But the largest newspaper in our area - the Cleveland Plain Dealer - has been considerably less thorough. There is less coverage overall, and the stories tend to center around fracking initiatives or headlining industry propaganda. While they occasionally look at the political fight over the issue, they rarely look at the effect it is having on local communities. (Perhaps the publishers don't feel the concerns of blue collar-skewing populations in rural or semi-rural areas are of interest to their more (sub)urban and upscale readership.)

This is especially striking because the paper has repeatedly touched on an issue that seems ready made for a little Truth To Power type initiative. Jimmy Haslam, the new owner of the Cleveland Browns (and brother of the Tennessee governor, incidentally), owns a trucking company that stands to handsomely profit from fracking. Shortly after buying the Browns he stepped down as CEO of the company. Or didn't. ("I'm still going to be CEO of Pilot Flying J.") That detail was never ironed out exactly.

He's definitely back in the saddle now though - which raises the same question his heading the company originally raised: Should the owner of such a high profile and beloved franchise be profiting by visiting environmental hazard on a significant portion of his fan base? There are lots of Browns fans in Youngstown. Maybe they wouldn't be too crazy about knowing the team's owner is a key part of the industrial chain that just befouled their community.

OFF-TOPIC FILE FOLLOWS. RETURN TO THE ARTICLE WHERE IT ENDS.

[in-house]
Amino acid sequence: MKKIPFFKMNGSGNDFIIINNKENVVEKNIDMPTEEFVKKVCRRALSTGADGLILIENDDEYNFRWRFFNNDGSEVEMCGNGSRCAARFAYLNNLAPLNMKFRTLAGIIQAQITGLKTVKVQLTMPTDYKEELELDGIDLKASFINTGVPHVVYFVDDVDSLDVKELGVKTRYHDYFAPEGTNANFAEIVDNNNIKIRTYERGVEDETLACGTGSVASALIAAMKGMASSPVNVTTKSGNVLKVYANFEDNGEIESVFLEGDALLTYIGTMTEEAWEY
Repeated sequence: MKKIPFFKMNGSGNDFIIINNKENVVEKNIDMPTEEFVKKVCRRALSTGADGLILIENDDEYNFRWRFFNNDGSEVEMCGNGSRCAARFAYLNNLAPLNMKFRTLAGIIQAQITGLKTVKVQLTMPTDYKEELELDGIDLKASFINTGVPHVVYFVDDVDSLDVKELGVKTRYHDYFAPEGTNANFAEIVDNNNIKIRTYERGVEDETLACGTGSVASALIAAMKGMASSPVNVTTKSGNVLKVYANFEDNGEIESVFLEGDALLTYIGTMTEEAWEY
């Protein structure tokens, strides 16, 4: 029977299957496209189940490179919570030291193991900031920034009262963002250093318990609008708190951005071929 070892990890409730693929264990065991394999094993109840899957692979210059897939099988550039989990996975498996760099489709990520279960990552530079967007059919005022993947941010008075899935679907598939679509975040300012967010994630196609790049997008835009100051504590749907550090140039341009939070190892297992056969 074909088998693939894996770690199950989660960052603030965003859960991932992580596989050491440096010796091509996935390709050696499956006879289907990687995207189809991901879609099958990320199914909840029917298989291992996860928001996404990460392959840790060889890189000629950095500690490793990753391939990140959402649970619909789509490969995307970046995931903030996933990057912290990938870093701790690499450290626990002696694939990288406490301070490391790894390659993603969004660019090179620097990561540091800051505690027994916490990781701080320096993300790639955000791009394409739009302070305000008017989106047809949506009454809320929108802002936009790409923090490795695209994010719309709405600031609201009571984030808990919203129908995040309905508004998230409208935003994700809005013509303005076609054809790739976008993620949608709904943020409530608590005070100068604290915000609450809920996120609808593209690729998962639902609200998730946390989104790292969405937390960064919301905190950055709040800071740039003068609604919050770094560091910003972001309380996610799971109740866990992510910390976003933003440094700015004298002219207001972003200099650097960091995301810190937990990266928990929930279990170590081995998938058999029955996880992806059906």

The PD is not going there, though. For whatever reason the community impact of fracking has been of zero interest. Again, this lack of coverage is not characteristic of all newspapers; some are doing a really good job. My point is that on this urgent, substantive issue, newspapers have been a mixed bag - as have local TV stations. (In Cleveland, WKYC is head and shoulders above its on-air competition at the moment.) In general the reporting matrix doesn't break along expected lines. Sometimes papers provide better coverage. But in some cases the supposedly low-rent local TV stations have left their ostensibly more respectable print counterparts in the dust.

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Submitted by lambert on

And in fact the landfill operator has a trucking company as a subsidiary!

A critical link in the supply chain.

First they ignore you, then they ridicule you, then they fight you, then you win. -- Mahatma Gandhi

Cujo359's picture
Submitted by Cujo359 on

There are good reporters and good news agencies out there, folks who are willing to dig, and news agencies that are willing to let them, and maybe give them some tools to do it with. I think as the newspaper and television industries become more consolidated, though, the instances of such things will become rarer. National TV and news chains are going to have priorities that aren't local, and without that priority, I just don't see how they're going to keep on doing good work.